Fecal samples during the run-in diet and during the six weeks of study diet were collected from participants. It turns out, whole walnuts are an excellent snack for healthy gut bacteria, which makes them a healthy snack for us.  According to Peterson,

“The walnut diet enriched a number of gut bacteria that have been associated with health benefits in the past. One of those is Roseburia, which has been associated with protection of the gut lining. We also saw enrichment in Eubacteria eligens and Butyricicoccus.”

After the walnut diet, researchers found that there were strong and positive associations between changes in gut bacteria and risk factors for heart disease. It’s truly an excellent time to be a walnut lover.

Here are just a few more things we know about the mighty and healthy walnut.

Walnuts are loaded with antioxidants

When it comes to antioxidants, walnuts receive “super nut” status. The antioxidants flow from the abundance of vitamin E, melatonin, and polyphenols within the nut, particularly in the thin skin. In one study, healthy participants who consumed a meal rich in walnuts exhibited protection from oxidative damage of “bad” cholesterol when the refined-fat meal did not offer the same protection. Oxidized “bad” cholesterol is apt to build up in arteries, causing narrowing and hardening. Consuming walnuts appears to reduce this impact.

Walnuts deliver a healthy dose of omega-3 fats

Walnuts contain more omega-3 fatty acids than any other nut, providing 2.5 grams per just one ounce of nuts. The omega-3 that we get from plant sources is called ALA and is an essential fat that you have to get from your diet. Just one serving of walnuts provides the daily ALA needs of both men and women. Studies show that each gram of ALA you eat daily lowers your risk of dying from heart disease by 10%.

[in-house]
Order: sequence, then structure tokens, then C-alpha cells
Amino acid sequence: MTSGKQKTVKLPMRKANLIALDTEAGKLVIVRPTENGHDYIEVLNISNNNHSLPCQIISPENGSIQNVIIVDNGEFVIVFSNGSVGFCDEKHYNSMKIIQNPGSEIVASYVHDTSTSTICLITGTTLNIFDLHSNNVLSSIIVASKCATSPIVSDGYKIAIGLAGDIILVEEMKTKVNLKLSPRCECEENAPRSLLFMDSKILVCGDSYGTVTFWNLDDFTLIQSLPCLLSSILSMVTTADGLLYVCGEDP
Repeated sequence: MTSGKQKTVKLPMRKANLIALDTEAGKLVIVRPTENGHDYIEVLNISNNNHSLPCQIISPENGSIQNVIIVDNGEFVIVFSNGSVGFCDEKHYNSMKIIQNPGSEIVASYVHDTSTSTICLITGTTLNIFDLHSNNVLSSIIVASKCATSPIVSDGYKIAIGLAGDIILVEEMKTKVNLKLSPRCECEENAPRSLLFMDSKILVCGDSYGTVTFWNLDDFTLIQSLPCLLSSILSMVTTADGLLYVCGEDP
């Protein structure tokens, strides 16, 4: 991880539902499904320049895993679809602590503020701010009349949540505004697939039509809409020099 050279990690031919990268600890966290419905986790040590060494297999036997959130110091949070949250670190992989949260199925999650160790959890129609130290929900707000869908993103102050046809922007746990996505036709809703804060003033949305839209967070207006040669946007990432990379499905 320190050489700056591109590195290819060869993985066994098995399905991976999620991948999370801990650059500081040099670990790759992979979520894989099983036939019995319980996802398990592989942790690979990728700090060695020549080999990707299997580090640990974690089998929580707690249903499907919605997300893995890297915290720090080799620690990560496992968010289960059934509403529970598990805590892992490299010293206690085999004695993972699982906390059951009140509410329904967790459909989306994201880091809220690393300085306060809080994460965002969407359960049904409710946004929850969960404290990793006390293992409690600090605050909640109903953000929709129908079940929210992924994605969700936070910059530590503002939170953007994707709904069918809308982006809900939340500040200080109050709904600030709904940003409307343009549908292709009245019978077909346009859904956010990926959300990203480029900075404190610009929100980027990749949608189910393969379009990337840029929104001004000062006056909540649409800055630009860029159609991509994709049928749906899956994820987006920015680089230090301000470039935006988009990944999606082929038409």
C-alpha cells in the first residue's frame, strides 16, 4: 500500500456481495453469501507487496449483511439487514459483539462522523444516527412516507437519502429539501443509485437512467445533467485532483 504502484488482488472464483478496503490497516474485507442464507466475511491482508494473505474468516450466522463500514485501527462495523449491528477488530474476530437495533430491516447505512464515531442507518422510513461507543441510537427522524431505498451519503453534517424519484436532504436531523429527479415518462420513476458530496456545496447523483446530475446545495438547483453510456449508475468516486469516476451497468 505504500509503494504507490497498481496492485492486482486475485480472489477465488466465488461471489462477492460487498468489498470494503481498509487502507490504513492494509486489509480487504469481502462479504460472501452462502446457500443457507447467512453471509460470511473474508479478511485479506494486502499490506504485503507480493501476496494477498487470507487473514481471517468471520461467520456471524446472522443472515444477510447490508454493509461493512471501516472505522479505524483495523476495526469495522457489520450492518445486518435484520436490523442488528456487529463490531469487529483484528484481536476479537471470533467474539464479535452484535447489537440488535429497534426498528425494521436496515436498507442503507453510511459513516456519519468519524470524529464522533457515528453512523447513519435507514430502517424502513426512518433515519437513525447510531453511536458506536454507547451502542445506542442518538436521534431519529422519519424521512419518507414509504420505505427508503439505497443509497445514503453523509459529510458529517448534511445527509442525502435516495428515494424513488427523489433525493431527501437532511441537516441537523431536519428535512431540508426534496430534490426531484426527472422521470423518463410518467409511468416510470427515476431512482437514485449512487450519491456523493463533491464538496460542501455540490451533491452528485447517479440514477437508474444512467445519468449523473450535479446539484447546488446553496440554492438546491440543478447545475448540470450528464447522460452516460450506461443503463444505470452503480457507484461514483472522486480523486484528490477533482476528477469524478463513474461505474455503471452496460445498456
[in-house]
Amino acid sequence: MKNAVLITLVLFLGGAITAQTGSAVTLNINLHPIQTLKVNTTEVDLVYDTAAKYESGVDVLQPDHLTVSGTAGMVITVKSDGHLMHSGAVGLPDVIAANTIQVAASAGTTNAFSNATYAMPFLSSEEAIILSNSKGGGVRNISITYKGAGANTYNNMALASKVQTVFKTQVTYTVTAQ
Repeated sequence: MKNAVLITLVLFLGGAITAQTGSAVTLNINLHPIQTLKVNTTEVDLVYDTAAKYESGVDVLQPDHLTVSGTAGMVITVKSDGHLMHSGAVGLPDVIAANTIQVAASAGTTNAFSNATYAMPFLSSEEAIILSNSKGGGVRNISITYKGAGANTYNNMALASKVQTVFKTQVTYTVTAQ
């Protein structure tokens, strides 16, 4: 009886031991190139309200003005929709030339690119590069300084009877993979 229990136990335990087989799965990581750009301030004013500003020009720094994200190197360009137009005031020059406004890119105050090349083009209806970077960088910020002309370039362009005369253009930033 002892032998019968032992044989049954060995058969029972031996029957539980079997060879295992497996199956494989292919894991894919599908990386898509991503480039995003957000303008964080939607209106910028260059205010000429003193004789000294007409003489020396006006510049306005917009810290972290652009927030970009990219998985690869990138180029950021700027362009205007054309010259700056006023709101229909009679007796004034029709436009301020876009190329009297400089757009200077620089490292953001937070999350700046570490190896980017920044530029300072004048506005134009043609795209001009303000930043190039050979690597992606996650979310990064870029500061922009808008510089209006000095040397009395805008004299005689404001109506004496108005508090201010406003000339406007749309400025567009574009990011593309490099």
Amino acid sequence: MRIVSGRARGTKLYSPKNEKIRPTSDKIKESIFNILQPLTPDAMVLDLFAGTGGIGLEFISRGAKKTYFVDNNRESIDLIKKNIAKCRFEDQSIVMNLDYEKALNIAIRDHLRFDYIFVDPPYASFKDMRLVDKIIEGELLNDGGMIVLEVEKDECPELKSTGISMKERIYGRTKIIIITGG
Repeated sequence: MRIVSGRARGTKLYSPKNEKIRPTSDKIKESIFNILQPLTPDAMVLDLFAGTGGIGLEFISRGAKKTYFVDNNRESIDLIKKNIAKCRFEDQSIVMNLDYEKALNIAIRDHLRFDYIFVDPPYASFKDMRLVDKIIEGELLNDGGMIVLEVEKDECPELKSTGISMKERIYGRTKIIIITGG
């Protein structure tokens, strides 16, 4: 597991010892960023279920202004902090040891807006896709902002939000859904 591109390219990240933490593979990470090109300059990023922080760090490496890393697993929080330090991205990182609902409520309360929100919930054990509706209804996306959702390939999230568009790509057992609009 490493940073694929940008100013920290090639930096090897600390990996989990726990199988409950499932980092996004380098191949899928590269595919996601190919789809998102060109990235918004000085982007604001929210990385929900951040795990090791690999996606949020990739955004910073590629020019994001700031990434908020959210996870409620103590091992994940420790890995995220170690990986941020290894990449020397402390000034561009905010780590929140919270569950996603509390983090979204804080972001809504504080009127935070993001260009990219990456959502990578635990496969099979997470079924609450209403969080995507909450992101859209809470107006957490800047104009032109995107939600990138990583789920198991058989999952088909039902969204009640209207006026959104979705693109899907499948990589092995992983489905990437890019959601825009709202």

Walnuts may reduce inflammation

We know that inflammation is at the root of many severe and fatal conditions such as heart disease, Alzheimer’s, cancer, and type 2 diabetes. This inflammation is often caused by oxidative stress. The protective properties of polyphenols in walnuts can help reduce this oxidative stress and inflammation. Magnesium and the amino acid arginine, found in walnuts, may also play a role in reducing inflammation within the body. 

Beneficial bacteria in the gut go to work to protect against inflammation as well. Previous research shows that an unhealthy microbiome within the gut contributes to inflammation and disease in other parts of the body. This increases the risk of obesity, heart disease, and cancer.

Walnuts are good for your brain

Have you ever looked carefully at a walnut shell? Although it may just be a coincidence, it resembles a tiny brain, and walnuts just happen to be good for this powerhouse of the human body. Animal research and test-tube studies have uncovered that the nutrients packed in walnuts help to drive away oxidative damage and inflammation from the brain. Observational studies of older adults are promising, showing that eating walnuts improves brain function, speeds up processing time and allows for better memory and enhanced mental flexibility

Research reveals more reasons to eat walnuts

The benefits of eating walnuts don’t stop with what has been outlined above. As research continues to mount, more health benefits of walnuts are stepping into the spotlight, such as:

How about it, are you ready to start adding delicious, nutritious and health promoting walnuts to your diet? A handful a day is all it takes to reap the benefits.

-The Alternative Daily